PreSonus Blog

Friday Tips: Studio One’s Zero-Latency/Zero-Artifact Transient Shaper

Studio One doesn’t have a transient shaper plug-in…in theory. In practice, there’s a zero-latency, artifact-free transient shaper that’s ideal for emphasizing the attack in drum parts (and other percussive sounds as well, from bass to funky rhythm guitar). Here’s how to do it.

  1. Copy the clip to which you want to add transient shaping.
  2. Right-click in the copy, and choose Detect Transients.
  3. Right-click in the copy again, and choose Split at Bend Markers. The copy now has slices at each transient.
  4. With all the slices still selected, click on any slice’s fadeout handle, and drag it all the way to the left so that each slice has a sharp decay. Tip: De-select one slice before doing this, because once you drag all the fadeouts to minimum, it’s very difficult to change them. By de-selecting a slice, you can select all the slices, and use the de-selected slice’s fadeout handle to change all the slice fadeouts at once, regardless of the other slices’ settings.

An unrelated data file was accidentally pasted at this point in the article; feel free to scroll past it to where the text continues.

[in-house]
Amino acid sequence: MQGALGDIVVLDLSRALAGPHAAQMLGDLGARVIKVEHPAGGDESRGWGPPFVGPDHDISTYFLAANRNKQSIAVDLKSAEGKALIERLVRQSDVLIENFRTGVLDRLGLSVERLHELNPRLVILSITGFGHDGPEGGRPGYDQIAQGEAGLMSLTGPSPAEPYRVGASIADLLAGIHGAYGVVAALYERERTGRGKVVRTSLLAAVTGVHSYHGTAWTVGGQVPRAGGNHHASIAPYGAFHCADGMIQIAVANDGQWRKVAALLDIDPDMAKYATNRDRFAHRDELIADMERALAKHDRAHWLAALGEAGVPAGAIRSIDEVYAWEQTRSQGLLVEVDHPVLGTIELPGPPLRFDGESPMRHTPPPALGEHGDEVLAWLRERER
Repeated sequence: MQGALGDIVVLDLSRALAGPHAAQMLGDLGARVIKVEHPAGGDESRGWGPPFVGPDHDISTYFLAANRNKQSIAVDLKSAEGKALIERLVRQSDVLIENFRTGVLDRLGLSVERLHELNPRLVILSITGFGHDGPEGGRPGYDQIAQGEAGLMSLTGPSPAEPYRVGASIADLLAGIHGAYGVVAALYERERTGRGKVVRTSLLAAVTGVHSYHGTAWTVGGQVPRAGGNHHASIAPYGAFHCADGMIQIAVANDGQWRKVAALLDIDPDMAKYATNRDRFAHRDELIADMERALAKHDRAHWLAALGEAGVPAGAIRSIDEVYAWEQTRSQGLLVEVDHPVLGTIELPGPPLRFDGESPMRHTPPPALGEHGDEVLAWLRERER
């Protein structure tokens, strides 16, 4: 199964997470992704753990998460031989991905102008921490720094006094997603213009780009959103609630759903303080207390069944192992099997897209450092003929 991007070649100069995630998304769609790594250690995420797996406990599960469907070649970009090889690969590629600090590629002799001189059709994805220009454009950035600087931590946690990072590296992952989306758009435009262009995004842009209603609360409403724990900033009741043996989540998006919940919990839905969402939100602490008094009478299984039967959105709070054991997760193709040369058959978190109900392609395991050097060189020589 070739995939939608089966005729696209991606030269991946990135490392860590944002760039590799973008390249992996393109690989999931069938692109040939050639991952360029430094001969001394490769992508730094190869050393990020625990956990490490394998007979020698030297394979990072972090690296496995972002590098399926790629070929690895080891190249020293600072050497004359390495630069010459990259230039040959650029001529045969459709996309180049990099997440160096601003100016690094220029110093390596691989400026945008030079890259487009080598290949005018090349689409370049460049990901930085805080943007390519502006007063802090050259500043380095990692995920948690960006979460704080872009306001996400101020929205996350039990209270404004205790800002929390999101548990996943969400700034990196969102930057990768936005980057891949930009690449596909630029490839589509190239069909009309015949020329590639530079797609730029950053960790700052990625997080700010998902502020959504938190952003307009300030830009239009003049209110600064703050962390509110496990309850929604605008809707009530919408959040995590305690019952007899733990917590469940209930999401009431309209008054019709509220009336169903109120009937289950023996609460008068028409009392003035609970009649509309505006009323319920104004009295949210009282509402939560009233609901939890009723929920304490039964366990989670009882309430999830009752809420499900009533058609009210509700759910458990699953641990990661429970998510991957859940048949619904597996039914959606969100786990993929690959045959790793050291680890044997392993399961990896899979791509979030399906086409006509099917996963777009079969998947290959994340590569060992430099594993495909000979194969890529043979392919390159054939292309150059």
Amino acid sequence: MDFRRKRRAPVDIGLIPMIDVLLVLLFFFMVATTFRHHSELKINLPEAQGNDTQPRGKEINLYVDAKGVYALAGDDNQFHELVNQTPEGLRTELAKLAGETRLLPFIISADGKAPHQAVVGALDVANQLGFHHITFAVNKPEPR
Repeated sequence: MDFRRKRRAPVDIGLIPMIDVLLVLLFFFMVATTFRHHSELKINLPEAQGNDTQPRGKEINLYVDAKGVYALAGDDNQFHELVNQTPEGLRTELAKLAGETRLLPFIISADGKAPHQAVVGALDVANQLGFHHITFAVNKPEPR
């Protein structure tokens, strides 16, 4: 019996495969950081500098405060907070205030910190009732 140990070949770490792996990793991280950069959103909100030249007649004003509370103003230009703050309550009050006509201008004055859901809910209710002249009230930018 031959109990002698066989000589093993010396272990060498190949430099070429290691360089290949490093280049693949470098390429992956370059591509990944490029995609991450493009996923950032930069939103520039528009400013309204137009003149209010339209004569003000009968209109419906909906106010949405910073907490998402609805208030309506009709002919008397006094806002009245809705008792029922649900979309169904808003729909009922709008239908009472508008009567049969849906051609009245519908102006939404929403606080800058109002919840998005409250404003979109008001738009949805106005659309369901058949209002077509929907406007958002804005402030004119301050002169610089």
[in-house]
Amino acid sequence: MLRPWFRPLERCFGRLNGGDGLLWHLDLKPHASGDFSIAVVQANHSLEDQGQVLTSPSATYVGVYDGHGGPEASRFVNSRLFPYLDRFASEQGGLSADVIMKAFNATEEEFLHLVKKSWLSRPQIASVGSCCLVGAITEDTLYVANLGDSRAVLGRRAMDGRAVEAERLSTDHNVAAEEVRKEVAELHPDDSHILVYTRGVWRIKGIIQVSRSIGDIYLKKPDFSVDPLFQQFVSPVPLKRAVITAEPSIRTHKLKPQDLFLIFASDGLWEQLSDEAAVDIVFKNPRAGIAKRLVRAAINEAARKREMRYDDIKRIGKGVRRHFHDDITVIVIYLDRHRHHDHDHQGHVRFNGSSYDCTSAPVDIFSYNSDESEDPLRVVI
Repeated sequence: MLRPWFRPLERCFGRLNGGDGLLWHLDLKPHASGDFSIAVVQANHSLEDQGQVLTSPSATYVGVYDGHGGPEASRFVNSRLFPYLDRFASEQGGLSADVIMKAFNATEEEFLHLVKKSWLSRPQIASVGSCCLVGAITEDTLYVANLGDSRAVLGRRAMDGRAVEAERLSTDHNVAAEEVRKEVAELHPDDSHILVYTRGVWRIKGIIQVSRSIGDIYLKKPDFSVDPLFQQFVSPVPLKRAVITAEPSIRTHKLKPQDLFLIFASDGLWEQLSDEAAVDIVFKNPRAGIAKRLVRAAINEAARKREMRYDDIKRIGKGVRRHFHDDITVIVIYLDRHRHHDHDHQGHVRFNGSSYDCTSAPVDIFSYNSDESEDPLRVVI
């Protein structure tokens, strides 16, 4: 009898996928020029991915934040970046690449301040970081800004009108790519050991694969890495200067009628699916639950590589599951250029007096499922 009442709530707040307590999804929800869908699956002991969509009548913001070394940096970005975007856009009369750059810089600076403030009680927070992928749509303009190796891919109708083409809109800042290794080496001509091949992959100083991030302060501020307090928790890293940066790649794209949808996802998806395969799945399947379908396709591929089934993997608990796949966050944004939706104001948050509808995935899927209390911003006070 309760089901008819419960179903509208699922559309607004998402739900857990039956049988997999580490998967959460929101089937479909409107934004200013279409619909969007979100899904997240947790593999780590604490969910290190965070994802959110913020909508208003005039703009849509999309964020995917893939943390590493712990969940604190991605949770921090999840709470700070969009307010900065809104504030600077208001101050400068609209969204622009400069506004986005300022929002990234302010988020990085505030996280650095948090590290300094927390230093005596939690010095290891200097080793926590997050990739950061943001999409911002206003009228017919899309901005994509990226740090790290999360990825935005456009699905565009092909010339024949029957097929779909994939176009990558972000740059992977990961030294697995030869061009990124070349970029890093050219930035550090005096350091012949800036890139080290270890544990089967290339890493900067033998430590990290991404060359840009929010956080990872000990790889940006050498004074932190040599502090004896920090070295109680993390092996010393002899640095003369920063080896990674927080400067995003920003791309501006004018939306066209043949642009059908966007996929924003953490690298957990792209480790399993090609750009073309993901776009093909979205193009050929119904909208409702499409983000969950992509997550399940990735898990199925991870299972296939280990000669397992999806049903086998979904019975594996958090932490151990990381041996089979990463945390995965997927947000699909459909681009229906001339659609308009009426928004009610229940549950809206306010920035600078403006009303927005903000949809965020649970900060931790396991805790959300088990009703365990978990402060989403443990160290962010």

5. Click the node in the middle of the fadeout curve, and drag the node down to make all the slices even more percussive.

The top waveform is the original drum part, while the lower waveform adds a sharp decay to each drum transient.


The copy now has the transients isolated from the rest of the loop. Vary the mix of the copied track and the original track to set the balance of the emphasized attack with the loop’s “body.” (Studio One programmer Arnd Kaiser suggests this process might be a good candidate for a macro—that’s an excellent point.)

This technique is particularly effective with acoustic drum loops, because the drums tend to ring longer—so creating a copy as described makes for a super-percussive sound compared to the original loop.

Try this, and you’ll be shocked at how this can make drum parts become more vibrant and “alive.” However, there is one unfortunate side effect: now I wish I could go back and remix all my songs that have drum tracks!